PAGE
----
An analysis of data from Dawn’s visible and infrared mapping spectrometer and the framing camera revealed that distribution of dark material is widespread and occurs in small spots and in diffuse deposits, without correlation to any particular underlying geology. The likely source of the dark material is now shown to be carbon-rich asteroids, which are also believed to have deposited hydrated minerals on Vesta.
To get the amount of darkening we now see on Vesta, Williams and colleagues said, scientists estimate about 300 dark asteroids with diameters between 0.6 to 6 miles (1 and 10 kilometers) likely hit Vesta during the last 3.5 billion years. This would have been enough to wrap Vesta in a blanket of mixed material 3 to 7 feet (1 to 2 meters) thick.
“This perpetual contamination of Vesta with material from elsewhere in the solar system is a dramatic example of an apparently common process that changes many solar system objects,” said Thomas McCord, lead author of the Nature paper, who worked with Williams on this study. “Earth likely got the ingredients for life – organics and water – this way.”
Launched in 2007, Dawn spent more than a year investigating Vesta. It departed in September 2012 and is currently on its way to the dwarf planet Ceres.
Williams is a participating scientist on NASA’s Dawn mission. JPL manages the Dawn mission for NASA’s Science Mission Directorate in Washington. Dawn is a project of the directorate’s Discovery Program, managed by NASA’s Marshall Space Flight Center in Huntsville, Ala. The University of California at Los Angeles (UCLA) is responsible for overall Dawn mission science.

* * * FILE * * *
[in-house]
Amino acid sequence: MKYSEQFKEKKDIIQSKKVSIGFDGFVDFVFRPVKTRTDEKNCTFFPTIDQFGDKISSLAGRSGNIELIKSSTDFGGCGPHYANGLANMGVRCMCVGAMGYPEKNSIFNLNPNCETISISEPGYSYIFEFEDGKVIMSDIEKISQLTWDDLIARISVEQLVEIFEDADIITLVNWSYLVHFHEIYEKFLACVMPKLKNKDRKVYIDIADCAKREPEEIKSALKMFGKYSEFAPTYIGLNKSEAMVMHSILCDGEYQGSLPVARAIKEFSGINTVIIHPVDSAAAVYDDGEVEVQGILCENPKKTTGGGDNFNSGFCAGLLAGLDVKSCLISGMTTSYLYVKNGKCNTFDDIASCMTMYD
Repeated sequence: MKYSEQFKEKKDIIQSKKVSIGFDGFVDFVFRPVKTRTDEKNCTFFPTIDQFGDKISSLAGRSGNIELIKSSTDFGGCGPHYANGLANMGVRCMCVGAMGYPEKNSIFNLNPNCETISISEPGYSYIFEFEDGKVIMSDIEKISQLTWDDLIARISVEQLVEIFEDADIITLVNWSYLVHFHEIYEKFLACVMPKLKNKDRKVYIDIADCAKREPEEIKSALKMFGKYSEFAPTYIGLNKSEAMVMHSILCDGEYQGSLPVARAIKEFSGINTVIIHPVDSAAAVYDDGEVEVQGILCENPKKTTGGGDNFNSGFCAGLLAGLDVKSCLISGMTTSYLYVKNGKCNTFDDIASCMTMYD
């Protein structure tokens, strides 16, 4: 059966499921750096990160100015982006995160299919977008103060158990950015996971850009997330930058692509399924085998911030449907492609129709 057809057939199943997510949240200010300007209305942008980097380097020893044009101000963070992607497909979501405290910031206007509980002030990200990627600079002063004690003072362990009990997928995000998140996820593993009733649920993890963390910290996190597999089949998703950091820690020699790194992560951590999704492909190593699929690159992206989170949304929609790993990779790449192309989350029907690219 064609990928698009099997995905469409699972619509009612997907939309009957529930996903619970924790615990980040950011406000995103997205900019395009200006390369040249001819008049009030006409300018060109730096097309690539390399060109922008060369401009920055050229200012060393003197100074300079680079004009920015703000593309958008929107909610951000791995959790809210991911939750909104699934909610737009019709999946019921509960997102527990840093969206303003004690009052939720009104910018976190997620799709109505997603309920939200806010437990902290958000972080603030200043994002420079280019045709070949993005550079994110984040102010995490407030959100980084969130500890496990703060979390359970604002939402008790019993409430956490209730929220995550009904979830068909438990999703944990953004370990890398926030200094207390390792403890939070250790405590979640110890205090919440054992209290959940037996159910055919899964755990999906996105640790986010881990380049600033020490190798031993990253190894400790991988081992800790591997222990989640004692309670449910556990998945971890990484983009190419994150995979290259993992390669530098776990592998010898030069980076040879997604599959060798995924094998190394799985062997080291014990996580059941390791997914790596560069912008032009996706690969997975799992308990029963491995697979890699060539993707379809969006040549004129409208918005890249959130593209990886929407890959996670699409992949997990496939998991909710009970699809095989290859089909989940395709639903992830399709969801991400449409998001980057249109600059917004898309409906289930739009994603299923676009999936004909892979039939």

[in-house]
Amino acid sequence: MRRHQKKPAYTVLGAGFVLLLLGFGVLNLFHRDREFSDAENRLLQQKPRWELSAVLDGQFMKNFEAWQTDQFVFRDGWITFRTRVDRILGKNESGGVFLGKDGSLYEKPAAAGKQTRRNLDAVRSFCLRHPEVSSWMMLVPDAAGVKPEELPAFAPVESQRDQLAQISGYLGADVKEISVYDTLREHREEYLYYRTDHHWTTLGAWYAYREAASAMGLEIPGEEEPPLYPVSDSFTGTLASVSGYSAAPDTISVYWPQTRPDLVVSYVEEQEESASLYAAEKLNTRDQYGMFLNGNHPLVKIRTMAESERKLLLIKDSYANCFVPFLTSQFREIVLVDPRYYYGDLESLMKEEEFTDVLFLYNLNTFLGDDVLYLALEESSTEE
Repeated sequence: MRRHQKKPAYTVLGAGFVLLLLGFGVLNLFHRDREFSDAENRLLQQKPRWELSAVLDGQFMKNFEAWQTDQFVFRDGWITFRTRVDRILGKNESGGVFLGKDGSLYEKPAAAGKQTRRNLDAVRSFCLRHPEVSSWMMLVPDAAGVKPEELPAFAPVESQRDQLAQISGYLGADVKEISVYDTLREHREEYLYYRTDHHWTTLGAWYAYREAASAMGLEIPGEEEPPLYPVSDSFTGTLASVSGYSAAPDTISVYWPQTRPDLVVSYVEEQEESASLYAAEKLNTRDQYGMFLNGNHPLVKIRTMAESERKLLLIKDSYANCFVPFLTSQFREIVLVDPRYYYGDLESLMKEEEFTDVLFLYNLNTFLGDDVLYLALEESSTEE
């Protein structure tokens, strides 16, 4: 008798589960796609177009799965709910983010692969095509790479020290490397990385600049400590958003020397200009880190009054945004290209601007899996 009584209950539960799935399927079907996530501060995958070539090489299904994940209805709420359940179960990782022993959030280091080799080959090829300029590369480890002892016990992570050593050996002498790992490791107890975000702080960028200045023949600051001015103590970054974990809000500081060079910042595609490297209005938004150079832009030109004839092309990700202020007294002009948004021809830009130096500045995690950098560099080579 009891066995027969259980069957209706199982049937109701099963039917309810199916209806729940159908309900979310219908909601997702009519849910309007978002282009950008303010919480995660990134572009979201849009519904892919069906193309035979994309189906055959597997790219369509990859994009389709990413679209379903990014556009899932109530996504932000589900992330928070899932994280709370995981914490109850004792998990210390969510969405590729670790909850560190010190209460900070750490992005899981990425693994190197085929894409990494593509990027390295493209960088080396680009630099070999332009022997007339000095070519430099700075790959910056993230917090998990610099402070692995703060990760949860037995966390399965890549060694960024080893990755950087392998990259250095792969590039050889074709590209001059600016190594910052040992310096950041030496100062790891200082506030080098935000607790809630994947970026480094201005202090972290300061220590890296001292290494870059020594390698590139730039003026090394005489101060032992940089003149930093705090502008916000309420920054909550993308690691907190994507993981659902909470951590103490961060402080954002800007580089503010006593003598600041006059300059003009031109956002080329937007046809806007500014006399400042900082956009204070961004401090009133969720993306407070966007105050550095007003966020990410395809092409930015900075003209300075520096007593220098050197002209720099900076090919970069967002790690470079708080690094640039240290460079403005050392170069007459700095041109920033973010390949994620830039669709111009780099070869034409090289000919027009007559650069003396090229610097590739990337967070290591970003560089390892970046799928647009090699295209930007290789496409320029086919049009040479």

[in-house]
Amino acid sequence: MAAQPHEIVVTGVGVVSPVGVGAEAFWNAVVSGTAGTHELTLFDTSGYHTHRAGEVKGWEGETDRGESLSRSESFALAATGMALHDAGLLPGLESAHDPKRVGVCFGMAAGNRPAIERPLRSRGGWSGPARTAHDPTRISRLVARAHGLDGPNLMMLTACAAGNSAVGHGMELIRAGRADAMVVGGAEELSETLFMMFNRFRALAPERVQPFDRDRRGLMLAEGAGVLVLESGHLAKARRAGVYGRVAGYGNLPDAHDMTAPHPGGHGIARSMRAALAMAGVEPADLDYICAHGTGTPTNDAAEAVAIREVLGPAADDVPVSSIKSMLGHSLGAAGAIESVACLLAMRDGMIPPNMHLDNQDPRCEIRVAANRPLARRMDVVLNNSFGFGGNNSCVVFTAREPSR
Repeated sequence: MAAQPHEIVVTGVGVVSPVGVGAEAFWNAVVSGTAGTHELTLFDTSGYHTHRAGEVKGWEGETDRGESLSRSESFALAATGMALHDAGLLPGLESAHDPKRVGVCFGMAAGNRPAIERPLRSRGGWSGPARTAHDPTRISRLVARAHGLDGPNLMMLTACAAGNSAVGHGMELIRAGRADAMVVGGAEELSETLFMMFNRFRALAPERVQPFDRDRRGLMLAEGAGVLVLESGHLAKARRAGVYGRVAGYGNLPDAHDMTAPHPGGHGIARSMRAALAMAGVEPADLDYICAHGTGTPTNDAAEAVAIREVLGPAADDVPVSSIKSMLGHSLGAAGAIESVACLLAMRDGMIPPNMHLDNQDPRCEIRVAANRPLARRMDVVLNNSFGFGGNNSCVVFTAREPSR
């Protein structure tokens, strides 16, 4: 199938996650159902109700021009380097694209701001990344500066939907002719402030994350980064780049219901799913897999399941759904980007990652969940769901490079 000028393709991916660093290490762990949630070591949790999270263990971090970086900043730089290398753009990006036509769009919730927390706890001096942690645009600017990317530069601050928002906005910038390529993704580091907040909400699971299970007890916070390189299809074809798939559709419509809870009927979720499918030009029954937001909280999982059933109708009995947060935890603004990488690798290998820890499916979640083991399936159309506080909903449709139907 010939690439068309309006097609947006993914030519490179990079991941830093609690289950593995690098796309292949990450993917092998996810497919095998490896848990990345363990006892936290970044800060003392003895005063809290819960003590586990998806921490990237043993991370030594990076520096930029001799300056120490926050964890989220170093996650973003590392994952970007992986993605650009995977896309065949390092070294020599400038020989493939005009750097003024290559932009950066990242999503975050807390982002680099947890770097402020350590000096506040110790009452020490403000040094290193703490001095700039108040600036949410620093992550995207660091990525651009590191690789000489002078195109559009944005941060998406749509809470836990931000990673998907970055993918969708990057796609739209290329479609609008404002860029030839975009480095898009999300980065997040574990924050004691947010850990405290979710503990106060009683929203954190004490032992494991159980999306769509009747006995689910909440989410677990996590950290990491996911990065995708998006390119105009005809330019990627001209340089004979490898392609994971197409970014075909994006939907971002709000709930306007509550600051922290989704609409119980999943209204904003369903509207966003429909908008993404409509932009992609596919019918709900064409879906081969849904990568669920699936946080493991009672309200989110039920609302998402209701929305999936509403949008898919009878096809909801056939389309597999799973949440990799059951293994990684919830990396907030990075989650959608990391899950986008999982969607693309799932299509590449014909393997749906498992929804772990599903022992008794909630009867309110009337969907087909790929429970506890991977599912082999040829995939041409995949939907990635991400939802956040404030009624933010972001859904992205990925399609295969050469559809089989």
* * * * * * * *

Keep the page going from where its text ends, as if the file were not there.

Orbital Sciences Corp., Dulles, Va., designed and built the spacecraft. The German Aerospace Center, the Max Planck Institute for Solar System Research, the Italian Space Agency and the Italian National Astrophysical Institute are international partners on the mission team. The California Institute of Technology, Pasadena, manages JPL for NASA.
For more information about Dawn, visit: http://www.nasa.gov/dawn and http://dawn.jpl.nasa.gov.
Move over, lasers: Scientists can now create holograms from neutrons, too
21.10.2016 | National Institute of Standards and Technology (NIST)
Finding the lightest superdeformed triaxial atomic nucleus
20.10.2016 | The Henryk Niewodniczanski Institute of Nuclear Physics Polish Academy of Sciences